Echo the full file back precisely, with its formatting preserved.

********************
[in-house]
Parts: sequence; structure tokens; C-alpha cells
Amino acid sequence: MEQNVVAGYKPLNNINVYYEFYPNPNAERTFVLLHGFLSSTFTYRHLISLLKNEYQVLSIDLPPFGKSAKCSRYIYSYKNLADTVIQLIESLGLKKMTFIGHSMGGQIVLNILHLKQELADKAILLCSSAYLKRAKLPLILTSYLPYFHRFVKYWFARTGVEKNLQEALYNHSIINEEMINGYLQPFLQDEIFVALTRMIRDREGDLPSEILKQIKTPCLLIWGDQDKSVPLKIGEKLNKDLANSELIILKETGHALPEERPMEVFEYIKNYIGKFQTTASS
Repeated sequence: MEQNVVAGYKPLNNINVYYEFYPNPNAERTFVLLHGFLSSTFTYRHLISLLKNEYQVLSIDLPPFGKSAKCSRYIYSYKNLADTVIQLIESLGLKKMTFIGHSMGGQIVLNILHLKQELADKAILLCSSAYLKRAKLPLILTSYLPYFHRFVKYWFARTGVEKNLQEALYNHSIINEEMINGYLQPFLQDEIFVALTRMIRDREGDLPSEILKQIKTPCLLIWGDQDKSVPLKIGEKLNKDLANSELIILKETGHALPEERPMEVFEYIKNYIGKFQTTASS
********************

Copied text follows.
[in-house]
Parts: sequence; structure tokens; C-alpha cells
Amino acid sequence: MEQNVVAGYKPLNNINVYYEFYPNPNAERTFVLLHGFLSSTFTYRHLISLLKNEYQVLSIDLPPFGKSAKCSRYIYSYKNLADTVIQLIESLGLKKMTFIGHSMGGQIVLNILHLKQELADKAILLCSSAYLKRAKLPLILTSYLPYFHRFVKYWFARTGVEKNLQEALYNHSIINEEMINGYLQPFLQDEIFVALTRMIRDREGDLPSEILKQIKTPCLLIWGDQDKSVPLKIGEKLNKDLANSELIILKETGHALPEERPMEVFEYIKNYIGKFQTTASS
Repeated sequence: MEQNVVAGYKPLNNINVYYEFYPNPNAERTFVLLHGFLSSTFTYRHLISLLKNEYQVLSIDLPPFGKSAKCSRYIYSYKNLADTVIQLIESLGLKKMTFIGHSMGGQIVLNILHLKQELADKAILLCSSAYLKRAKLPLILTSYLPYFHRFVKYWFARTGVEKNLQEALYNHSIINEEMINGYLQPFLQDEIFVALTRMIRDREGDLPSEILKQIKTPCLLIWGDQDKSVPLKIGEKLNKDLANSELIILKETGHALPEERPMEVFEYIKNYIGKFQTTASS